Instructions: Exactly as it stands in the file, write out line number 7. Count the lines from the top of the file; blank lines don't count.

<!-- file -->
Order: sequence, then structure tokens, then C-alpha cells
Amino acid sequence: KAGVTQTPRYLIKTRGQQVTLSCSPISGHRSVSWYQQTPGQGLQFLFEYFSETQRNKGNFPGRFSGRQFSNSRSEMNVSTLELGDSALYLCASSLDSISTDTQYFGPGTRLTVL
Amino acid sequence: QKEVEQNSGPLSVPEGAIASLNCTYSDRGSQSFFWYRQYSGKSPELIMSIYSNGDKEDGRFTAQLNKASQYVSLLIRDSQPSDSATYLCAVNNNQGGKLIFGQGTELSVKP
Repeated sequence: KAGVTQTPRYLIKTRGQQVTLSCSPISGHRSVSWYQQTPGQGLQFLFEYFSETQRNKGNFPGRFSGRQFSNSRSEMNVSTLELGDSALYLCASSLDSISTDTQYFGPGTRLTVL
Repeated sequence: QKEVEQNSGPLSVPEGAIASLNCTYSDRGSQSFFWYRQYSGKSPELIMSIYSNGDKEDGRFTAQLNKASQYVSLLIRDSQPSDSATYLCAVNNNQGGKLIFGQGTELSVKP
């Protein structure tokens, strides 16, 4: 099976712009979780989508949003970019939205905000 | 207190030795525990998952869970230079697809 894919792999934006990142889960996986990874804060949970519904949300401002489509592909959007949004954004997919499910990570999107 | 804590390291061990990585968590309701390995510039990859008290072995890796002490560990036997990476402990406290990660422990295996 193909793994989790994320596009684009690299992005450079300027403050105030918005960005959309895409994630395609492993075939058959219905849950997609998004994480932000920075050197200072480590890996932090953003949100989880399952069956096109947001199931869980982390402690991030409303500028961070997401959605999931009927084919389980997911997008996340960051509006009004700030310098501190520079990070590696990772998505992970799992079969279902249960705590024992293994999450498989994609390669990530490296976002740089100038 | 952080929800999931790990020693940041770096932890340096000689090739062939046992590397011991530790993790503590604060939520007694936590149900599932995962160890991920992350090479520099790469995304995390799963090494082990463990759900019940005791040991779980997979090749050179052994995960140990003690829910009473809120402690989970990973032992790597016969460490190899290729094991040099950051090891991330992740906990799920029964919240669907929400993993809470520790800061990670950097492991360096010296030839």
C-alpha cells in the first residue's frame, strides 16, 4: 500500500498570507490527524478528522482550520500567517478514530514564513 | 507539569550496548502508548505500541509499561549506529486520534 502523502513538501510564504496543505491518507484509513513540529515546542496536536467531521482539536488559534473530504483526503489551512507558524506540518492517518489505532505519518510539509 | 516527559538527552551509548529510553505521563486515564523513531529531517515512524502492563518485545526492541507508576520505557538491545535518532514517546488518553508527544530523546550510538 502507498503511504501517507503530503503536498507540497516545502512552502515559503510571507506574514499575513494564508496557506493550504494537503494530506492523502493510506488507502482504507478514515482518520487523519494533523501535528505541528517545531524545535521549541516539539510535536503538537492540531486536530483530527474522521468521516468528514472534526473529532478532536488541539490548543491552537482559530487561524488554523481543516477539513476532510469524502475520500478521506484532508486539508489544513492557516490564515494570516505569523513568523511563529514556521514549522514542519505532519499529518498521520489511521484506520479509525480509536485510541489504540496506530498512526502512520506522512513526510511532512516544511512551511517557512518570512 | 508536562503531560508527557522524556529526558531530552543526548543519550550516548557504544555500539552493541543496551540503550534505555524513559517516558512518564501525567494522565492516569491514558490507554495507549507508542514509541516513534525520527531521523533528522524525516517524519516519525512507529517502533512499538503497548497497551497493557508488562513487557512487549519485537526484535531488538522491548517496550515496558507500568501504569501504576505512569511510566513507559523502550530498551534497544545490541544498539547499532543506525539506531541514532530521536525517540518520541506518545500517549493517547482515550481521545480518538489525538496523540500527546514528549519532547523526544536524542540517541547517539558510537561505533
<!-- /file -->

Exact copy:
C-alpha cells in the first residue's frame, strides 16, 4: 500500500498570507490527524478528522482550520500567517478514530514564513 | 507539569550496548502508548505500541509499561549506529486520534 502523502513538501510564504496543505491518507484509513513540529515546542496536536467531521482539536488559534473530504483526503489551512507558524506540518492517518489505532505519518510539509 | 516527559538527552551509548529510553505521563486515564523513531529531517515512524502492563518485545526492541507508576520505557538491545535518532514517546488518553508527544530523546550510538 502507498503511504501517507503530503503536498507540497516545502512552502515559503510571507506574514499575513494564508496557506493550504494537503494530506492523502493510506488507502482504507478514515482518520487523519494533523501535528505541528517545531524545535521549541516539539510535536503538537492540531486536530483530527474522521468521516468528514472534526473529532478532536488541539490548543491552537482559530487561524488554523481543516477539513476532510469524502475520500478521506484532508486539508489544513492557516490564515494570516505569523513568523511563529514556521514549522514542519505532519499529518498521520489511521484506520479509525480509536485510541489504540496506530498512526502512520506522512513526510511532512516544511512551511517557512518570512 | 508536562503531560508527557522524556529526558531530552543526548543519550550516548557504544555500539552493541543496551540503550534505555524513559517516558512518564501525567494522565492516569491514558490507554495507549507508542514509541516513534525520527531521523533528522524525516517524519516519525512507529517502533512499538503497548497497551497493557508488562513487557512487549519485537526484535531488538522491548517496550515496558507500568501504569501504576505512569511510566513507559523502550530498551534497544545490541544498539547499532543506525539506531541514532530521536525517540518520541506518545500517549493517547482515550481521545480518538489525538496523540500527546514528549519532547523526544536524542540517541547517539558510537561505533